The Ihlis Museum of National Musical Instruments

The Ihlis Museum of National Musical Instruments is unique in Central Asia and one of only a handful of similar museums in the world. The building itself is a piece of architectural history, a wooden architectural model of the early 20th century. The total area of the museum building is 1,117 km2 with seven exhibition halls and three show rooms, as well as a concert hall which seats 160 people. Today there are 530 musical exhibits in the museum fund, including 49 types and hundreds of varieties of Kazakh musical instruments. The exhibition shows the evolution of musical instruments over the centuries-old culture, archeological finds relating to ancient arts in the region, and original instruments used by notable composers and musicians of Kazakhstan.

The first exhibition hall explores the mystical ideas of ancient people about music, and the origin of musical instruments. The second displays the ethnic history of Kazakh nation from the 8th to the 12th century and shows rock paintings of human figures with musical instruments. In the third hall, there are the noisy percussion instruments and wind instruments. The fourth hall contains bowed string instruments: the kobiz, nar-kobiz, sazgen and others.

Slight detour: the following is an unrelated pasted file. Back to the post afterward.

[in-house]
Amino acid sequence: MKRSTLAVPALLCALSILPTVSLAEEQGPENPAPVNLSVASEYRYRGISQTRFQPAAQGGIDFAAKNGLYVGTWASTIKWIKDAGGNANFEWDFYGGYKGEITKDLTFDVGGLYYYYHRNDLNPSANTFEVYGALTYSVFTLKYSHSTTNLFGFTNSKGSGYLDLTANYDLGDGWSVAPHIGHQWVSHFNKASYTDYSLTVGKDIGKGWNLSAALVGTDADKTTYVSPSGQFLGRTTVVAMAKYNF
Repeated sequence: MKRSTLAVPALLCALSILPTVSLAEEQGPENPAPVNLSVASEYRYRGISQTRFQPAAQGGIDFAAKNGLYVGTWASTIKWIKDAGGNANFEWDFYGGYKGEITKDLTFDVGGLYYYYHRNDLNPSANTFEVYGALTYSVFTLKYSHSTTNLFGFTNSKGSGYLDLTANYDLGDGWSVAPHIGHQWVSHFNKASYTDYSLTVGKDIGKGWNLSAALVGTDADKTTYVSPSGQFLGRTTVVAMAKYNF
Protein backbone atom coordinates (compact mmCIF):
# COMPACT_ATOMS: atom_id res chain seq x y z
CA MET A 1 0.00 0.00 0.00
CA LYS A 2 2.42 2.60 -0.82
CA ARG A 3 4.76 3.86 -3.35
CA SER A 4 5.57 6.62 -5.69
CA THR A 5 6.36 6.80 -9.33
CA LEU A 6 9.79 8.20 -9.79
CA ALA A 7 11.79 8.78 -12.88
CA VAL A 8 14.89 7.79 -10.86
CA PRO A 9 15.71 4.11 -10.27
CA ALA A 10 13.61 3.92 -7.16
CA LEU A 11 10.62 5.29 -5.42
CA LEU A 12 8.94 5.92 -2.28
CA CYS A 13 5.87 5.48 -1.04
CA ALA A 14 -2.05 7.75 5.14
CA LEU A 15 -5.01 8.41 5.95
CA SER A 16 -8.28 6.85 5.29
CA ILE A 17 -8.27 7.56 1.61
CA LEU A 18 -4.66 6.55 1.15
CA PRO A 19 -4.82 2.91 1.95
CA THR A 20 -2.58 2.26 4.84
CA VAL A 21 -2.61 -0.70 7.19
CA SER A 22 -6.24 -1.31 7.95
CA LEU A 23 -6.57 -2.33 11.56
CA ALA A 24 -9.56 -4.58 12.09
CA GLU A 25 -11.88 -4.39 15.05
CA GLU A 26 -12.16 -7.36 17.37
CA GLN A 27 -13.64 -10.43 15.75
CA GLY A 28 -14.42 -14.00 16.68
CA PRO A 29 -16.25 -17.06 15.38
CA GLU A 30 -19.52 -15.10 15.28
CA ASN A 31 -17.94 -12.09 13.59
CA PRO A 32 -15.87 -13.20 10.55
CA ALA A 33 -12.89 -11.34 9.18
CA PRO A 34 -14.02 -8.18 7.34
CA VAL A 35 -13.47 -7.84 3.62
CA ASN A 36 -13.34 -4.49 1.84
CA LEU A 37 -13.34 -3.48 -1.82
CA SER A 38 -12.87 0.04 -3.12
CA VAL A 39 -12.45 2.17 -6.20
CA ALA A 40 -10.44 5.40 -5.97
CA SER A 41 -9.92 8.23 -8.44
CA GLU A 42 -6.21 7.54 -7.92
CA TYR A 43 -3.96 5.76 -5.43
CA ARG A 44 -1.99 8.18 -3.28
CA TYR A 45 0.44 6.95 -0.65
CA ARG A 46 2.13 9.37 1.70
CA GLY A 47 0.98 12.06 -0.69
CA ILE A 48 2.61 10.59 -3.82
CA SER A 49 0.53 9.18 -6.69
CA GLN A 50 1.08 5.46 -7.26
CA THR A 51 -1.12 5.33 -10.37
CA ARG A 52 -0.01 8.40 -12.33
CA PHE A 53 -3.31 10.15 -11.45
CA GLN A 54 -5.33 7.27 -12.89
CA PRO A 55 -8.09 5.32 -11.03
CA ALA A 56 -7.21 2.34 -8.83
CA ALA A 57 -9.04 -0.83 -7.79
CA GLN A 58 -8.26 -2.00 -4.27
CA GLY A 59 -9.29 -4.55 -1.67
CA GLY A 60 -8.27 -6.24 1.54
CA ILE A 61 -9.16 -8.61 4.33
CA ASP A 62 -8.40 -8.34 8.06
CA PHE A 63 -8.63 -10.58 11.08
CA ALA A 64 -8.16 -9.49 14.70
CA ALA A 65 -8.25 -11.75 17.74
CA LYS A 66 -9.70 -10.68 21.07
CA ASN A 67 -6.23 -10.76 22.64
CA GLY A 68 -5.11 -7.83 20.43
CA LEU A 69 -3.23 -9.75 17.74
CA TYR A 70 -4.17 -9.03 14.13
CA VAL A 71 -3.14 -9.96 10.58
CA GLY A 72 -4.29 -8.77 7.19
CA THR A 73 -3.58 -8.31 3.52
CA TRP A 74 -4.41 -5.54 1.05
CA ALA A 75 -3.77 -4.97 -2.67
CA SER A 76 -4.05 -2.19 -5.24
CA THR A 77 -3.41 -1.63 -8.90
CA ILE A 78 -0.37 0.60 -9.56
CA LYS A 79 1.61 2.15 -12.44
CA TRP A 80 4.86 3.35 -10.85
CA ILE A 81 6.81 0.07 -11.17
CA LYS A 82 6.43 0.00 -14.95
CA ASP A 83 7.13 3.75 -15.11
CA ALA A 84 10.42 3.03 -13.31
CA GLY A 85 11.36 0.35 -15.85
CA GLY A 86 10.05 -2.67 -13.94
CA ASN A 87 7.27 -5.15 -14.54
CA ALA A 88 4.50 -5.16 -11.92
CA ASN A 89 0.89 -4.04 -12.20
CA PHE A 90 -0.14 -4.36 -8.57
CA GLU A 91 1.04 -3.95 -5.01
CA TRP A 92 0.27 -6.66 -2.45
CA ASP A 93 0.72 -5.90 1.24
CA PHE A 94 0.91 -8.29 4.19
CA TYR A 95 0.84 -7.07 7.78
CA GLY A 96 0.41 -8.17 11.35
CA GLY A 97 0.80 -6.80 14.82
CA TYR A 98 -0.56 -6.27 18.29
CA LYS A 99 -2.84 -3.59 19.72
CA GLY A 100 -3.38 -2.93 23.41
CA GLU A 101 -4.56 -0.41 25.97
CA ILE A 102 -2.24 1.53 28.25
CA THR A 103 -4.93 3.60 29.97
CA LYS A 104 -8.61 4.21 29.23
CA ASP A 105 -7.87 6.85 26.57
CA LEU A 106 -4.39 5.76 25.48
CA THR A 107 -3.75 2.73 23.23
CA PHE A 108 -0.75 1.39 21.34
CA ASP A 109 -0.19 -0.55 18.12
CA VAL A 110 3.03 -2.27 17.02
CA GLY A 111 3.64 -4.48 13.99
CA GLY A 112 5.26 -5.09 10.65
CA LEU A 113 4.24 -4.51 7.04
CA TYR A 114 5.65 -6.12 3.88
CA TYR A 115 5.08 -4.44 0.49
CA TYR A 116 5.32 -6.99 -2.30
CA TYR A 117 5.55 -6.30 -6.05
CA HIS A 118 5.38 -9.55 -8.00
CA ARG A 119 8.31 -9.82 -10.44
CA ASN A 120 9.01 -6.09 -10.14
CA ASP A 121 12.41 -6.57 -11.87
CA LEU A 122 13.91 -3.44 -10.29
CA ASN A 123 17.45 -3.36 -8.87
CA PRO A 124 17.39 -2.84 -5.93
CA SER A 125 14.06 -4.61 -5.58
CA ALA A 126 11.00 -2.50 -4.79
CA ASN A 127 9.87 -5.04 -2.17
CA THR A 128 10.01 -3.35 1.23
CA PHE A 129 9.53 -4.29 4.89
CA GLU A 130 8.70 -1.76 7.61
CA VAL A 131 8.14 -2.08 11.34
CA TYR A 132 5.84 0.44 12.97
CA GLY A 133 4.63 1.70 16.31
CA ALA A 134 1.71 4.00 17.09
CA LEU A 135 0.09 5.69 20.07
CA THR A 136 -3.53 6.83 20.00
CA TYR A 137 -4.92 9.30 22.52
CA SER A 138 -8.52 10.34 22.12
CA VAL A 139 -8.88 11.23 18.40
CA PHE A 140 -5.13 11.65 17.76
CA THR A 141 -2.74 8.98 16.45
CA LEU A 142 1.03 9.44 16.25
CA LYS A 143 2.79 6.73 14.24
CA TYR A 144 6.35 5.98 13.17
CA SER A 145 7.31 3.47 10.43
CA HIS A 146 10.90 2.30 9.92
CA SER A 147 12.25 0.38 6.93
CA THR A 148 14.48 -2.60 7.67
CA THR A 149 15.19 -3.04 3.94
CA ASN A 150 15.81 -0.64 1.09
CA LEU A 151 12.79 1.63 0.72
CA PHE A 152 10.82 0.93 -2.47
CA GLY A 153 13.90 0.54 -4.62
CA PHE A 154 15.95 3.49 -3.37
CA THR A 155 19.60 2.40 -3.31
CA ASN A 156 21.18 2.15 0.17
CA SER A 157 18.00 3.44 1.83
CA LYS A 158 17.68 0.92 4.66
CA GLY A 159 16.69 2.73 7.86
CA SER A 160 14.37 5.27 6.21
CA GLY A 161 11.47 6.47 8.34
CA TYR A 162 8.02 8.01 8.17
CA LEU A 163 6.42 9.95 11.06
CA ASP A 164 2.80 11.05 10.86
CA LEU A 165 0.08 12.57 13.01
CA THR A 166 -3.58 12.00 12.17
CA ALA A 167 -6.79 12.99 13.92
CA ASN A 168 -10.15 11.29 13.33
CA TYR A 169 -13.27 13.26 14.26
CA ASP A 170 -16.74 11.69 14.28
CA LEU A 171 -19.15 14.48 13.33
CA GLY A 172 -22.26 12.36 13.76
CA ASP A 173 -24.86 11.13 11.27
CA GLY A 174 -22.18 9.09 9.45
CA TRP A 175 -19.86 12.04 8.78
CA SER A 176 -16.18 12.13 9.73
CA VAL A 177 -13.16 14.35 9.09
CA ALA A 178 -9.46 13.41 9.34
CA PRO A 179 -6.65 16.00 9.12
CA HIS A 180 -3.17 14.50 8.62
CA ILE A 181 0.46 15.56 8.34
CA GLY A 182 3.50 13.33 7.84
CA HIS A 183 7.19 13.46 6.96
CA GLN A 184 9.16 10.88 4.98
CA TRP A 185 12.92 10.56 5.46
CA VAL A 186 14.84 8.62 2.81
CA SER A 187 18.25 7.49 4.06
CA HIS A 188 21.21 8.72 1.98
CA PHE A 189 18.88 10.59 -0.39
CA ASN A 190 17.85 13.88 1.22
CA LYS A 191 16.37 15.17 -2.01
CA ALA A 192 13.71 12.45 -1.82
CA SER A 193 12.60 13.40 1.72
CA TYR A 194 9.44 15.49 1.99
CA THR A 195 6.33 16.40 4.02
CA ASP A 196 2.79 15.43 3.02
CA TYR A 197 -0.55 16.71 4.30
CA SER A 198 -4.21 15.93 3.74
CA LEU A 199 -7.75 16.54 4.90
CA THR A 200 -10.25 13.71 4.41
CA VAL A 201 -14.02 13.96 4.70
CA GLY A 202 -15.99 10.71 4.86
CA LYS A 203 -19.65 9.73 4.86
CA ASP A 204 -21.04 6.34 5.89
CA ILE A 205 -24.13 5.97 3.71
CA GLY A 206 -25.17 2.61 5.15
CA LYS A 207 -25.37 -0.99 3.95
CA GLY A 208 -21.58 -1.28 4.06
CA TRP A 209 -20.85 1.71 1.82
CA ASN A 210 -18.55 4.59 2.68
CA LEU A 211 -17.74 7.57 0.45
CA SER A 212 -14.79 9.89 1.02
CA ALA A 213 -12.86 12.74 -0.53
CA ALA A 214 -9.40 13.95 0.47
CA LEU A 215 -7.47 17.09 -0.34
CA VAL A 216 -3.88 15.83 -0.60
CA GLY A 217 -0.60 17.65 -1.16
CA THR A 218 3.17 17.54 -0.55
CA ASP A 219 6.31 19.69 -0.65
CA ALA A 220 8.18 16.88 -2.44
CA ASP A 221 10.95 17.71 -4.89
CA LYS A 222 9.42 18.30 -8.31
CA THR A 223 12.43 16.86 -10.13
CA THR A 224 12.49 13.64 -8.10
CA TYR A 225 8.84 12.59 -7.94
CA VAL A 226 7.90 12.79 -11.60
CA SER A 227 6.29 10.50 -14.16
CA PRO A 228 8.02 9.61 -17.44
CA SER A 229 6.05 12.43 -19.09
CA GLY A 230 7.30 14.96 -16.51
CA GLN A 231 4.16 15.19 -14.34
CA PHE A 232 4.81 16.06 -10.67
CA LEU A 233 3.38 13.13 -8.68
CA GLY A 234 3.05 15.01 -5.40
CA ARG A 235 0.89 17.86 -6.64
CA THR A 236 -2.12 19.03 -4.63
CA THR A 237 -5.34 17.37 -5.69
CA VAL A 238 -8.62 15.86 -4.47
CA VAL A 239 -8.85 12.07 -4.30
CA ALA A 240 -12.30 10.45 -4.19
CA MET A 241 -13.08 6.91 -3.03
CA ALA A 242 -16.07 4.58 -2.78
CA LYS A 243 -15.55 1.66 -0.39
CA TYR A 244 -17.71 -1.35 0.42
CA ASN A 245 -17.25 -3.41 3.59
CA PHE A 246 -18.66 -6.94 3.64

In the fifth hall are plucked string instruments. Of main interest are in the different kinds of dombra the most popular Kazakh musical instrument. Dombra from almost all regions of Kazakhstan are displayed, differing in shape, dimension, and sounding, and skillfully decorated with wood engraving, colored enamel, or encased by nacre and bone. Other instruments include jetigen, adirna, and sherter.

In the Memorial Hall are the instruments played by well-known musicians and composers of Kazakhstan the dombra of Birjan, the sap of Kurmangazi, Abay, Dina, and the famous singer A. Kashaubaeva, who appeared on stage in 1925 in Paris and in 1927 in Frankfurt. The sirnai of Nartay and Shushbay composers are also on display.

The seventh hall exhibits instruments of Turkic nations – Uzbekistan, Kyrgyzstan, and Turkmenistan. The collection in the eighth hall consists of musical instruments from the rest of the world. The museum organizes excursions for various groups, as well as lectures, concerts and exhibitions about the history of Kazakh musical culture.

Central Asia Discovery # 25

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